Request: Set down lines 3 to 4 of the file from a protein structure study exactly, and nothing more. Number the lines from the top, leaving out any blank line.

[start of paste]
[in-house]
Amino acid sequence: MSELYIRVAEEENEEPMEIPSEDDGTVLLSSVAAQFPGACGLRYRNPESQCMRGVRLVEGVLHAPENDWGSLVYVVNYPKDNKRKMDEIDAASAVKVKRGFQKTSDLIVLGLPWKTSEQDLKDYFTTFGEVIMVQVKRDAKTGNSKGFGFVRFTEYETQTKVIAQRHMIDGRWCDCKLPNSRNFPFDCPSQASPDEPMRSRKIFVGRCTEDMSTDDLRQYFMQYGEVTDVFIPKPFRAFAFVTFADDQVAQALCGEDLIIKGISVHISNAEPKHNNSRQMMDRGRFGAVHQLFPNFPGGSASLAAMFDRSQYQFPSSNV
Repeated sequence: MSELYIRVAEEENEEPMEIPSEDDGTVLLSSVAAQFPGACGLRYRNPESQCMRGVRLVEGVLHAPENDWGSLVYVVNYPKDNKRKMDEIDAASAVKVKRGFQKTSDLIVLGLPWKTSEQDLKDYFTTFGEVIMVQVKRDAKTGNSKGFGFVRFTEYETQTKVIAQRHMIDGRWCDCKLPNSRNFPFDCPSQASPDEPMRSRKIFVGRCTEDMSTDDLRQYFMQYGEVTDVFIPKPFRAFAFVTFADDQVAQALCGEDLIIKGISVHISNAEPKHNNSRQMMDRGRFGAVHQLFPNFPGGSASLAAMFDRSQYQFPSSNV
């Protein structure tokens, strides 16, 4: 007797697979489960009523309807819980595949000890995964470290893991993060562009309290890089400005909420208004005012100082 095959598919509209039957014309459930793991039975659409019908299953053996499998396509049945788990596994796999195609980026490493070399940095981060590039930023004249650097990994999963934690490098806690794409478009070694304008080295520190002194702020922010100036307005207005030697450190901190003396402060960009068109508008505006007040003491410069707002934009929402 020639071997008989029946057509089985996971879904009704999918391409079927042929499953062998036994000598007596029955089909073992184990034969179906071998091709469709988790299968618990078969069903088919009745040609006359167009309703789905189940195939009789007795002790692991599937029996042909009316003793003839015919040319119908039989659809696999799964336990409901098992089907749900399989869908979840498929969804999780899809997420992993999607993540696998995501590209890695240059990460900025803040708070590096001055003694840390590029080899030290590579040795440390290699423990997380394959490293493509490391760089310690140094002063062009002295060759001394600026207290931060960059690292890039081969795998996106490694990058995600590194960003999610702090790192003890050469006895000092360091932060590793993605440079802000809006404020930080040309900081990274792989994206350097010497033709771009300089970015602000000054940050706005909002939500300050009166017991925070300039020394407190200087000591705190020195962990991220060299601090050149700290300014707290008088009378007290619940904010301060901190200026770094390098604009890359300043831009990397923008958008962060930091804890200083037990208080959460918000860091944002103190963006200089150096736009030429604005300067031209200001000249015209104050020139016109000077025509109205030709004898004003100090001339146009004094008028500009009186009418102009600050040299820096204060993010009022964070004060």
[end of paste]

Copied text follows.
Repeated sequence: MSELYIRVAEEENEEPMEIPSEDDGTVLLSSVAAQFPGACGLRYRNPESQCMRGVRLVEGVLHAPENDWGSLVYVVNYPKDNKRKMDEIDAASAVKVKRGFQKTSDLIVLGLPWKTSEQDLKDYFTTFGEVIMVQVKRDAKTGNSKGFGFVRFTEYETQTKVIAQRHMIDGRWCDCKLPNSRNFPFDCPSQASPDEPMRSRKIFVGRCTEDMSTDDLRQYFMQYGEVTDVFIPKPFRAFAFVTFADDQVAQALCGEDLIIKGISVHISNAEPKHNNSRQMMDRGRFGAVHQLFPNFPGGSASLAAMFDRSQYQFPSSNV
């Protein structure tokens, strides 16, 4: 007797697979489960009523309807819980595949000890995964470290893991993060562009309290890089400005909420208004005012100082 095959598919509209039957014309459930793991039975659409019908299953053996499998396509049945788990596994796999195609980026490493070399940095981060590039930023004249650097990994999963934690490098806690794409478009070694304008080295520190002194702020922010100036307005207005030697450190901190003396402060960009068109508008505006007040003491410069707002934009929402 020639071997008989029946057509089985996971879904009704999918391409079927042929499953062998036994000598007596029955089909073992184990034969179906071998091709469709988790299968618990078969069903088919009745040609006359167009309703789905189940195939009789007795002790692991599937029996042909009316003793003839015919040319119908039989659809696999799964336990409901098992089907749900399989869908979840498929969804999780899809997420992993999607993540696998995501590209890695240059990460900025803040708070590096001055003694840390590029080899030290590579040795440390290699423990997380394959490293493509490391760089310690140094002063062009002295060759001394600026207290931060960059690292890039081969795998996106490694990058995600590194960003999610702090790192003890050469006895000092360091932060590793993605440079802000809006404020930080040309900081990274792989994206350097010497033709771009300089970015602000000054940050706005909002939500300050009166017991925070300039020394407190200087000591705190020195962990991220060299601090050149700290300014707290008088009378007290619940904010301060901190200026770094390098604009890359300043831009990397923008958008962060930091804890200083037990208080959460918000860091944002103190963006200089150096736009030429604005300067031209200001000249015209104050020139016109000077025509109205030709004898004003100090001339146009004094008028500009009186009418102009600050040299820096204060993010009022964070004060």